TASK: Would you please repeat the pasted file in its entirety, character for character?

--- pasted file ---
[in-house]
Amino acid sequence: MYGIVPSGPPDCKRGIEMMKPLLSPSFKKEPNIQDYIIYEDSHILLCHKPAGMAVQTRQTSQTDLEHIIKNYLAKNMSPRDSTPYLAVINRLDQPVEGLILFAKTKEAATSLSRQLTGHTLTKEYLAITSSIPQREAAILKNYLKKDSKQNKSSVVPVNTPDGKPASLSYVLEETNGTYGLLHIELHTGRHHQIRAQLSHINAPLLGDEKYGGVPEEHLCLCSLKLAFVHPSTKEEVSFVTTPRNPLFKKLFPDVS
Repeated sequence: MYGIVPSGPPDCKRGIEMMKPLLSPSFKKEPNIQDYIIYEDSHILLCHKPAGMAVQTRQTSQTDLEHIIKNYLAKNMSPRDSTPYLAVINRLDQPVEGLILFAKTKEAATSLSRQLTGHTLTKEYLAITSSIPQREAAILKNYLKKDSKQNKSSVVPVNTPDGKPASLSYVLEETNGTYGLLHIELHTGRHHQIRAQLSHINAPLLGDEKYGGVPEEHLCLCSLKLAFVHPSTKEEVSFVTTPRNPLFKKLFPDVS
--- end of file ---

[in-house]
Amino acid sequence: MYGIVPSGPPDCKRGIEMMKPLLSPSFKKEPNIQDYIIYEDSHILLCHKPAGMAVQTRQTSQTDLEHIIKNYLAKNMSPRDSTPYLAVINRLDQPVEGLILFAKTKEAATSLSRQLTGHTLTKEYLAITSSIPQREAAILKNYLKKDSKQNKSSVVPVNTPDGKPASLSYVLEETNGTYGLLHIELHTGRHHQIRAQLSHINAPLLGDEKYGGVPEEHLCLCSLKLAFVHPSTKEEVSFVTTPRNPLFKKLFPDVS
Repeated sequence: MYGIVPSGPPDCKRGIEMMKPLLSPSFKKEPNIQDYIIYEDSHILLCHKPAGMAVQTRQTSQTDLEHIIKNYLAKNMSPRDSTPYLAVINRLDQPVEGLILFAKTKEAATSLSRQLTGHTLTKEYLAITSSIPQREAAILKNYLKKDSKQNKSSVVPVNTPDGKPASLSYVLEETNGTYGLLHIELHTGRHHQIRAQLSHINAPLLGDEKYGGVPEEHLCLCSLKLAFVHPSTKEEVSFVTTPRNPLFKKLFPDVS